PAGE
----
The Sentinel


Monday, March 29, 2021

March President's Message: Personal Reflections on Racial Disparities in Medicine and Research

 Dear Colleagues, 

I’m beginning this month’s President’s Message on a somber note. As many of you likely saw, our field recently lost a pair of luminaries in Giorgio Parmiani, MD, and José Baselga, MD. Dr. Parmiani, a 2008 recipient of SITC’s Smalley Award, served our society and worked with fellow members for decades, a few of whom shared thoughts in remembrance of Giorgio, which you can view here. Dr. Baselga, a targeted therapist whose chief area of research focused on breast cancer, served at a variety of academic medical institutions and companies over the years, most recently at AstraZeneca LP. Their contributions to science were vast and neither will be soon forgotten. Our thoughts are with their families and friends.

The passing of the noted Italian and Spanish researchers is a reminder that our connection within this scientific community is not limited by geographic boundaries. In fact, SITC members now represent more than 60 countries around the world, a number than has grown significantly in recent years. Inherently, and quite thankfully, this fact means that the SITC family features an increasingly diverse community of basic scientists, translational researchers and clinicians. Our society’s ability to seamlessly and graciously welcome new professionals from this global scientific community underscore the role we can play in breaking down walls to cultivate new relationships and create opportunities for scientists from all societal and cultural backgrounds.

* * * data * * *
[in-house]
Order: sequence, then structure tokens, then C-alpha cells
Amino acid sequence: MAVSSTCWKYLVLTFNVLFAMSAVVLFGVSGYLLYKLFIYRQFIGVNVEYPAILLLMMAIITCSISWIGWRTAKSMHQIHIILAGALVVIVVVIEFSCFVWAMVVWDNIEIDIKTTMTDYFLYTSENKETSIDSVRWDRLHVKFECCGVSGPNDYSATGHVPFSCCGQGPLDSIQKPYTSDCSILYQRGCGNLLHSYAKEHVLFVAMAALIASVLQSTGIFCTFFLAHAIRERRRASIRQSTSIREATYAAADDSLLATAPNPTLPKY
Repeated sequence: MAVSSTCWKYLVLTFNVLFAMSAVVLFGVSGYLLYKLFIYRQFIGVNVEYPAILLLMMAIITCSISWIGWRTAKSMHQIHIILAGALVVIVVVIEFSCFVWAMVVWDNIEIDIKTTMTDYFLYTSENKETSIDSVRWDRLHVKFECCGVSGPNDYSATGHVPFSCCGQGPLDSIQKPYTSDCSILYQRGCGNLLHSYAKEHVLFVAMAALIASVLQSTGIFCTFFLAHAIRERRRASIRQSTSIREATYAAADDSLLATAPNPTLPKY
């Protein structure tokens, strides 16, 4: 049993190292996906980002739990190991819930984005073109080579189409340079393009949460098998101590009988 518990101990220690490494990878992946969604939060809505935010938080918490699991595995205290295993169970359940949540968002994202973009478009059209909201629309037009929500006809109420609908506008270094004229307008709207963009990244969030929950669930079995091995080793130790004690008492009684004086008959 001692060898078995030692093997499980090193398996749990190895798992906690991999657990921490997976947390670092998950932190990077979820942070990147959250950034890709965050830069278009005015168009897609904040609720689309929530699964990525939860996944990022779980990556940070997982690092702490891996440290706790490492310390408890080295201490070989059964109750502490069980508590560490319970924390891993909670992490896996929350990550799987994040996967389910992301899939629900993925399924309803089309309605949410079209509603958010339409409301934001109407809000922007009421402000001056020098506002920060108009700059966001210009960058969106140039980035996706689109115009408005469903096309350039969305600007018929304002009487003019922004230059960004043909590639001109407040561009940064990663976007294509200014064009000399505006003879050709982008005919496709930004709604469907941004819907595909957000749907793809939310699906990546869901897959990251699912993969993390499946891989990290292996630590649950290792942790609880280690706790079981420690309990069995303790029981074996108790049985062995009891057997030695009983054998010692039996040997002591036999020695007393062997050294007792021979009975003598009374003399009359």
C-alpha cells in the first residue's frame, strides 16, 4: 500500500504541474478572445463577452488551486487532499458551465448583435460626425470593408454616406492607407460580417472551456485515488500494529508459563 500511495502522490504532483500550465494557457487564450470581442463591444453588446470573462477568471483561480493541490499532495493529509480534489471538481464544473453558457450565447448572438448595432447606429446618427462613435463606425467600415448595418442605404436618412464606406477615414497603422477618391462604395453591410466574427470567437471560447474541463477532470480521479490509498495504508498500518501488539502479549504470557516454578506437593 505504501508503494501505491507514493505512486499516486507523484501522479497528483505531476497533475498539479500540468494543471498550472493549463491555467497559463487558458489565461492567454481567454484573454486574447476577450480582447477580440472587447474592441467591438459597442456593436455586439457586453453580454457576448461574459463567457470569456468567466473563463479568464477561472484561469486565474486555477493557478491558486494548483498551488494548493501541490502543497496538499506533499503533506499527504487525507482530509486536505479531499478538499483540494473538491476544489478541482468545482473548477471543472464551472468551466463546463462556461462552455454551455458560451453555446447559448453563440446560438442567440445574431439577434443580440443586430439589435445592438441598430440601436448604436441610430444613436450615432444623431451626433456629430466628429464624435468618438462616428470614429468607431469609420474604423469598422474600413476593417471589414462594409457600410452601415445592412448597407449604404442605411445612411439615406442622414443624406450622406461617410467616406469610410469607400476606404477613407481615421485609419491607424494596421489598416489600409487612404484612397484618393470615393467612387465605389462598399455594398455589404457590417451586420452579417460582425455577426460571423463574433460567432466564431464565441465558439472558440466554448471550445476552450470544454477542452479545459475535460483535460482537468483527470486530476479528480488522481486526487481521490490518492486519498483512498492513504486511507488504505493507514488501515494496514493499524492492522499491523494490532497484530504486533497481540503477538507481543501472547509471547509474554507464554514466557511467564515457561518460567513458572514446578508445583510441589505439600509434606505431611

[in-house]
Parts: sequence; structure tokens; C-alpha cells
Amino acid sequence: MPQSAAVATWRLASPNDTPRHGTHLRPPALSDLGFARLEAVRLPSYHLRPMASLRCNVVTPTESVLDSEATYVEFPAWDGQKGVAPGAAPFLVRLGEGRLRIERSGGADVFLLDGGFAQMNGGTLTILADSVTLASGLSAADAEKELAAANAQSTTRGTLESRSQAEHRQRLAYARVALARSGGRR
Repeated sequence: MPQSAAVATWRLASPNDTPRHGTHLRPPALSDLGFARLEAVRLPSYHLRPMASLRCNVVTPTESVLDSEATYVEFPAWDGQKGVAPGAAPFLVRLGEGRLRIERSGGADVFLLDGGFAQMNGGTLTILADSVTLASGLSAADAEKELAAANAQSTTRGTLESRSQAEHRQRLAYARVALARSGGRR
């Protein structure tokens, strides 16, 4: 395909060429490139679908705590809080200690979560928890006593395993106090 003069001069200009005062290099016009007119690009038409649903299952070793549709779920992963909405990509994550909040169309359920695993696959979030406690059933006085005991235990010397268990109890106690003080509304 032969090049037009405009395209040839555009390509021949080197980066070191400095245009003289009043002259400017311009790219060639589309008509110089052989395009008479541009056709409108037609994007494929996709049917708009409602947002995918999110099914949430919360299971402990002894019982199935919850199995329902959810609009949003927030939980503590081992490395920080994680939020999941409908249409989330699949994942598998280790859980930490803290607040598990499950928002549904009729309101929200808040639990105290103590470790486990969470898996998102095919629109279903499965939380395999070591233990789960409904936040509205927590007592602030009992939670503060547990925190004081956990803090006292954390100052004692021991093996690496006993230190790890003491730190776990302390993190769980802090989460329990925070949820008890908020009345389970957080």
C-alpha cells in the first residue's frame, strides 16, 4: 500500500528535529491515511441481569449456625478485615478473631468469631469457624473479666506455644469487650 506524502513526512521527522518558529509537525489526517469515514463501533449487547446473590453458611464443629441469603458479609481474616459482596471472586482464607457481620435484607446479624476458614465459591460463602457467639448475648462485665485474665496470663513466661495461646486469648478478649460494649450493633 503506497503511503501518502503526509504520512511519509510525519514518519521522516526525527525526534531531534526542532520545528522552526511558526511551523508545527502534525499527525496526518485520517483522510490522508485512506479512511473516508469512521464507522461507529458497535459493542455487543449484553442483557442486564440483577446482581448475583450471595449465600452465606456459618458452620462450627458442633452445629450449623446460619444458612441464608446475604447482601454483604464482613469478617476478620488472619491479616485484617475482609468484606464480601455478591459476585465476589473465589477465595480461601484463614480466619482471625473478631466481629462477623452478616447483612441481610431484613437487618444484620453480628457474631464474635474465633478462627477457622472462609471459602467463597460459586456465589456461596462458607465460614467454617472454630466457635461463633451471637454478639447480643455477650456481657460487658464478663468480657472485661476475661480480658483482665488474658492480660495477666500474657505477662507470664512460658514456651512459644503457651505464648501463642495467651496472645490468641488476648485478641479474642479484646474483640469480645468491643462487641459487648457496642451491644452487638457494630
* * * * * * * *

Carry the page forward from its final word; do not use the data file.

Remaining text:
Sadly, these concepts continue to be incredibly relevant in some very unfortunate respects. I am heartbroken by the recent acts of violence that have occurred against Asian Americans in the United States. My thoughts go out to all of those individuals, and their families, who have been hurt and/or affected by the actions of the hateful and uncaring.

As witnessed last summer during the Black Lives Matter protests, our country continues to reckon with the way it addresses racial inequities. As a young Asian boy growing up in West Virginia, it wasn’t always easy to see a future for myself in a true leadership position; CEOs and Presidents did not look like me. For decades, Asians have often been overlooked, particularly when considered for roles beyond the front lines of science and medicine. Even casual or professional conversations can feature micro aggressions or unconscious bias, which are damaging and ultimately limit or outright deter future professional growth. 

To achieve change, a community must raise their voices to have difficult issues acknowledged and addressed. From my experience, I see that it’s often too easy to sweep discrimination under the rug. It is why I was proud that on June 3, 2020, SITC published a statement in support of justice and equality. Simple as that may have seemed, it clearly communicates the society’s values and support for all individuals to achieve their full potential.